The idea for an innovative virtual community, known as girltank, is rooted in a story of two enterprising young American women. One is a former magazine editor and the other, a Yale University senior. They met and created a support system to give girls and women worldwide a chance to incubate entrepreneurial projects addressing global issues.
While still a teen, Bay Area-based activist Sejal Hathi founded the non-profit, Girls Helping Girls. Encouraging social change, the NGO raised money for scholarships, shared curricula across borders, and combated sex trafficking. In her short years, she’s also garnered a U.S. Presidential scholar award, addressed TED conferences and World Bank members, mingled with heads of state, and was dubbed one of CNN’s “Young People Who Rock” and one of Newsweek’s “150 Women Who Shake the World.”
For her part, Tara Roberts authored two critically acclaimed young adult books, What Your Mama Never Told You and Am I the Last Virgin? exploring social issues facing today’s black youth. And as an editor for the likes of Essence and CosmoGirl, one of her job responsibilities was to track down and nominate candidates for an annual magazine award acknowledging the outstanding social accomplishments of teens. That’s where Tara first connected with Sejal. Once print publishing began downsizing in 2008, Tara decided to take her considerable skills on the road and find “amazing girls doing amazing things” in places like Africa, Asia, and Europe whose stories she could chronicle. And thus the notion for girltank began to take shape.
Driving Change to Empower Girls
Coincidentally when Sejal and Tara applied for the same grant, the opportunity presented itself for the dynamic young women to join forces and work together. “Knowing there was another woman with a very similar vision was inspiring to me,” said Sejal, “and gave me hope.”
The life experience that inspired Girls Helping Girls eventually morphed into girltank, an online model intended to engage young entrepreneurs in various stages of their ventures—from the idea stage to the launch and scaling stages. “All around the world girls were starting promising projects,” said Sejal, “yet there was no infrastructure for them to sustain their work and be recognized as real innovators.” When she heard what Tara was doing, she imagined a way to take what she encountered and start a community that could source those doing exceptional things.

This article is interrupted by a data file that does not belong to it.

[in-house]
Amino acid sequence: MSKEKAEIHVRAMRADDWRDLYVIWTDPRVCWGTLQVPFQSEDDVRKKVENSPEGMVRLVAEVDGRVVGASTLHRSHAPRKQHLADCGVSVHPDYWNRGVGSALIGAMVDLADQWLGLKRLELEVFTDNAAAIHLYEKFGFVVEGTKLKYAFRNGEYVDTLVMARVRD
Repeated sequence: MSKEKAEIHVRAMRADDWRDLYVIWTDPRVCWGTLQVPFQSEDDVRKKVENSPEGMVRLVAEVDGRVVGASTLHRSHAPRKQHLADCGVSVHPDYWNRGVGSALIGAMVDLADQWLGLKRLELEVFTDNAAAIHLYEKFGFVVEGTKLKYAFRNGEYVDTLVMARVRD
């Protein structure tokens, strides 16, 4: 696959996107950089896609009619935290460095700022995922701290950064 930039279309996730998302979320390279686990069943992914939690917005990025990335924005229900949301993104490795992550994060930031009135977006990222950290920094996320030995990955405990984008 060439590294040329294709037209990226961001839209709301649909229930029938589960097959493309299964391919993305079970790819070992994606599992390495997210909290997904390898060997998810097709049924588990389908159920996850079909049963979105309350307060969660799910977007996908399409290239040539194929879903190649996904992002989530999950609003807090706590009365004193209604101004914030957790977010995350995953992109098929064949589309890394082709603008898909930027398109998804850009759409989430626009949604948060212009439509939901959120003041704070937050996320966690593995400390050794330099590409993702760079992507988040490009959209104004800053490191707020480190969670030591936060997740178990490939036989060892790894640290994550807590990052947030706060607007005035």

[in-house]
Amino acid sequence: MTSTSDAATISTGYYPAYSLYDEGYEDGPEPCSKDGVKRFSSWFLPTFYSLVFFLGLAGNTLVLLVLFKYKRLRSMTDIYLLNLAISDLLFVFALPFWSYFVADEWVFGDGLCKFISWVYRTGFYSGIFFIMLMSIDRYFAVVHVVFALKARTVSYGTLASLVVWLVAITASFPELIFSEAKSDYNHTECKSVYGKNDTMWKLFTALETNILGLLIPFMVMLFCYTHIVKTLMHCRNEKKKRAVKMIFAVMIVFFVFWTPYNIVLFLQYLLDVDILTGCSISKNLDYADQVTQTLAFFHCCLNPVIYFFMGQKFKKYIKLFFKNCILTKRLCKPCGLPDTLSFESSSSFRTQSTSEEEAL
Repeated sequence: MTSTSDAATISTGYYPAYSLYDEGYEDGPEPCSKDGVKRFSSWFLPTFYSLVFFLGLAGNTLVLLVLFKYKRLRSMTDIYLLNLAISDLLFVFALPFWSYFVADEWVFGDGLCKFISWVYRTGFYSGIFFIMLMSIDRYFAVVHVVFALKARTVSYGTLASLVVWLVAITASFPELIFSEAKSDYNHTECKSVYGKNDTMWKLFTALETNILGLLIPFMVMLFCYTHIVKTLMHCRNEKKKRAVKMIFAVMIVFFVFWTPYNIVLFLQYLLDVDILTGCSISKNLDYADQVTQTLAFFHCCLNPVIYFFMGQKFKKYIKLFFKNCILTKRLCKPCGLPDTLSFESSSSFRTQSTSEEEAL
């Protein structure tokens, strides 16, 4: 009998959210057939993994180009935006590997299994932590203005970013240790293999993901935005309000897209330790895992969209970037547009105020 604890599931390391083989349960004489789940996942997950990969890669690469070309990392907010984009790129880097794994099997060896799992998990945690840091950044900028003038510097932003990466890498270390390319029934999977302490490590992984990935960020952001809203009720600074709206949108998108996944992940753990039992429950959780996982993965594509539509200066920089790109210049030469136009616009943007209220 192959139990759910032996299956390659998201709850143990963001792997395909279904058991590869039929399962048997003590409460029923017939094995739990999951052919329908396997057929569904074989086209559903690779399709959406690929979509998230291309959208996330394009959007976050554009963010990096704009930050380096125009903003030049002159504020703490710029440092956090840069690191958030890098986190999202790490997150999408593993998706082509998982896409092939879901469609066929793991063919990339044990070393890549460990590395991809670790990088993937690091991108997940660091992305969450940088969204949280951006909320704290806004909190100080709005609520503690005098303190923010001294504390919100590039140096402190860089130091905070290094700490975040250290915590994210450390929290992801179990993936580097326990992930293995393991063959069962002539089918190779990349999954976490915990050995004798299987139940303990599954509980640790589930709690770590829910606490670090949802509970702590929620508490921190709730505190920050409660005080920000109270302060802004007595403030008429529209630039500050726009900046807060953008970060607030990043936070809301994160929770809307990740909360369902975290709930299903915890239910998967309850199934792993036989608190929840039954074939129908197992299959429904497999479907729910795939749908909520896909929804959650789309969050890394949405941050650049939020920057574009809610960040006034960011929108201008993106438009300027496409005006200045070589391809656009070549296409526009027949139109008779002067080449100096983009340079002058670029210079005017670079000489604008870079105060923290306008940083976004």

Girltank has three main components—connect, inspire, and fund. Girltank sets up a forum for girls interested in similar causes to find each other and collaborate, and is supported by a variety of workshops that encourage the exchange of ideas. For the second component, inspire, Tara produced an eclectic database of clips featuring girls and women both in the U.S. and abroad discussing vulnerabilities and issues they face with their respective projects. It’s an inspiring resource for anyone looking to get started. The third and all-important component is its crowd-funding platform poised to funnel financial support from its partners to the most promising ventures. To date, girltank’s community, comprised of women of all ages, represents more than 105 countries and every economic, racial, and religious background.
Shining a Light on Smart Innovators
Among the co-founders’ favorite girltankers are three exceptional college graduates from the Philippines. Noreen Bautista, Anne Mariposa, and Patricia Lalisan took a destructive weed, the water hyacinth lily, that their government spent much money trying to eliminate, and “leatherized” it in the name of fashion. Thanks to the trio’s ingenuity, the invasive aquatic species that was clogging the region’s water system is now being used to make stylish women’s handbags. Today the accessory, available in high-end Manila stores, has created jobs for many rural Filipino women, and a new brand, embodying game-changing values of sustainability.
Time For a New Paradigm
Drawing from her own travel experiences, Tara Roberts singles out violence, poverty, and socio-cultural factors as some of the toughest challenges facing women in developing countries, and ones which they seldom have control over. As they continue to hone girltank’s business model and look toward its promising future, Tara and Sejal’s hope is that in five years their pay-it-forward style social network can reach out to more innovators and visionaries who believe they can effect change. Within this timeframe it’s also their goal to have a girltank hub in every country, and within a couple of years they hope to have a dedicated office within each key community. “I believe it’s time for a woman-led movement to change the world,” said Tara, “focused on principals like compassion, cooperation, and empathy.” And, she asserted, “I think girltank can lead this charge.”
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